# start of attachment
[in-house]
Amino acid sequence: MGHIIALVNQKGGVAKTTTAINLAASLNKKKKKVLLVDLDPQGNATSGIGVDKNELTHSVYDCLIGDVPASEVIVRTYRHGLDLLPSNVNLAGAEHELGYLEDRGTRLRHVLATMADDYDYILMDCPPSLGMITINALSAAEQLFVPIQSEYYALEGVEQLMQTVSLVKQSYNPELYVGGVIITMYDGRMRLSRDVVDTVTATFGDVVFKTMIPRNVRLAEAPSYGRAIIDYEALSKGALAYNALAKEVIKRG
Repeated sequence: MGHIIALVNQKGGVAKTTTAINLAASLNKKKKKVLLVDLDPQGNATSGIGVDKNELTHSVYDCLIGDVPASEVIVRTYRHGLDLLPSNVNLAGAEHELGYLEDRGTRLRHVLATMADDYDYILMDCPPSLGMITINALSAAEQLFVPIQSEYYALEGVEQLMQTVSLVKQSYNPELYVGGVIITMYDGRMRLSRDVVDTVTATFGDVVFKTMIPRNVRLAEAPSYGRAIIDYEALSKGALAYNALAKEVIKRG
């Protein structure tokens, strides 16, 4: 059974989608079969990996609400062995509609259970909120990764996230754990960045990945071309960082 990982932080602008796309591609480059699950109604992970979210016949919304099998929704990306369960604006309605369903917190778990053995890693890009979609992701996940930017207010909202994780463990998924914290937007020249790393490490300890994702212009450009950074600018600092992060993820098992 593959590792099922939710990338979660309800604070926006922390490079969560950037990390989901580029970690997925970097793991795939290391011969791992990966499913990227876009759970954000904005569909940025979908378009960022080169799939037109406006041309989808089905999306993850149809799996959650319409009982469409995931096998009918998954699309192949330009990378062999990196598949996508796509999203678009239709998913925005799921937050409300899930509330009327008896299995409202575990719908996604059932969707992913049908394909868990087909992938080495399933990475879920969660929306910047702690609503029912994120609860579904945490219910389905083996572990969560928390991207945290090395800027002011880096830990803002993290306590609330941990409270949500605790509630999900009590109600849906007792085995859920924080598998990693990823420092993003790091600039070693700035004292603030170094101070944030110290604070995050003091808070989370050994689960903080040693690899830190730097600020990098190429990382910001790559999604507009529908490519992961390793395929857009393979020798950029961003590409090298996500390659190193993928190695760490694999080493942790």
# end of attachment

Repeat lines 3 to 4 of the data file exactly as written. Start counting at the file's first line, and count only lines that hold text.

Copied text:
Repeated sequence: MGHIIALVNQKGGVAKTTTAINLAASLNKKKKKVLLVDLDPQGNATSGIGVDKNELTHSVYDCLIGDVPASEVIVRTYRHGLDLLPSNVNLAGAEHELGYLEDRGTRLRHVLATMADDYDYILMDCPPSLGMITINALSAAEQLFVPIQSEYYALEGVEQLMQTVSLVKQSYNPELYVGGVIITMYDGRMRLSRDVVDTVTATFGDVVFKTMIPRNVRLAEAPSYGRAIIDYEALSKGALAYNALAKEVIKRG
């Protein structure tokens, strides 16, 4: 059974989608079969990996609400062995509609259970909120990764996230754990960045990945071309960082 990982932080602008796309591609480059699950109604992970979210016949919304099998929704990306369960604006309605369903917190778990053995890693890009979609992701996940930017207010909202994780463990998924914290937007020249790393490490300890994702212009450009950074600018600092992060993820098992 593959590792099922939710990338979660309800604070926006922390490079969560950037990390989901580029970690997925970097793991795939290391011969791992990966499913990227876009759970954000904005569909940025979908378009960022080169799939037109406006041309989808089905999306993850149809799996959650319409009982469409995931096998009918998954699309192949330009990378062999990196598949996508796509999203678009239709998913925005799921937050409300899930509330009327008896299995409202575990719908996604059932969707992913049908394909868990087909992938080495399933990475879920969660929306910047702690609503029912994120609860579904945490219910389905083996572990969560928390991207945290090395800027002011880096830990803002993290306590609330941990409270949500605790509630999900009590109600849906007792085995859920924080598998990693990823420092993003790091600039070693700035004292603030170094101070944030110290604070995050003091808070989370050994689960903080040693690899830190730097600020990098190429990382910001790559999604507009529908490519992961390793395929857009393979020798950029961003590409090298996500390659190193993928190695760490694999080493942790």